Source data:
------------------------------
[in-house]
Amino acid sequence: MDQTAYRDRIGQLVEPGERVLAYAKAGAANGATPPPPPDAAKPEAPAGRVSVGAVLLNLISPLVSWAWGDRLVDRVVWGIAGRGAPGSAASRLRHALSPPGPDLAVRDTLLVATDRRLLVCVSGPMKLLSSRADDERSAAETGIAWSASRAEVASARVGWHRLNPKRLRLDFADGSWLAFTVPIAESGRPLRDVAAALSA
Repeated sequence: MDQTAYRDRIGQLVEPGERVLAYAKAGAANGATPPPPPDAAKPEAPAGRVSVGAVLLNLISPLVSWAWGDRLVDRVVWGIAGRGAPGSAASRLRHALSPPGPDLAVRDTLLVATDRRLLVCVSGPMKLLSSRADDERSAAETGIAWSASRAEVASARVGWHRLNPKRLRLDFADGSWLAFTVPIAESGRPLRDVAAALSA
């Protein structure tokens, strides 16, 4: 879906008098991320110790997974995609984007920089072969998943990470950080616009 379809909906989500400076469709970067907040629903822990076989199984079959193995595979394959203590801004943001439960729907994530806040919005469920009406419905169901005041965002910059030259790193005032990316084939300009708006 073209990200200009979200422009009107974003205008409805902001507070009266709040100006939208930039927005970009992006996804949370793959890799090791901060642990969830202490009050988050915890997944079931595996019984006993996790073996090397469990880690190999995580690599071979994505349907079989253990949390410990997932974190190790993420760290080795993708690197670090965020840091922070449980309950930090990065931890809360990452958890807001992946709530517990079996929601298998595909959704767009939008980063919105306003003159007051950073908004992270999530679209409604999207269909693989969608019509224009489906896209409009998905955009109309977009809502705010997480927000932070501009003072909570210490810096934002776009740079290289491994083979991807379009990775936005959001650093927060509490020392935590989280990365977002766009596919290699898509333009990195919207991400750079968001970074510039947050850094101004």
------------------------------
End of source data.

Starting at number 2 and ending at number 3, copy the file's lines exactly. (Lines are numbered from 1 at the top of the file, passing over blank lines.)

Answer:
Amino acid sequence: MDQTAYRDRIGQLVEPGERVLAYAKAGAANGATPPPPPDAAKPEAPAGRVSVGAVLLNLISPLVSWAWGDRLVDRVVWGIAGRGAPGSAASRLRHALSPPGPDLAVRDTLLVATDRRLLVCVSGPMKLLSSRADDERSAAETGIAWSASRAEVASARVGWHRLNPKRLRLDFADGSWLAFTVPIAESGRPLRDVAAALSA
Repeated sequence: MDQTAYRDRIGQLVEPGERVLAYAKAGAANGATPPPPPDAAKPEAPAGRVSVGAVLLNLISPLVSWAWGDRLVDRVVWGIAGRGAPGSAASRLRHALSPPGPDLAVRDTLLVATDRRLLVCVSGPMKLLSSRADDERSAAETGIAWSASRAEVASARVGWHRLNPKRLRLDFADGSWLAFTVPIAESGRPLRDVAAALSA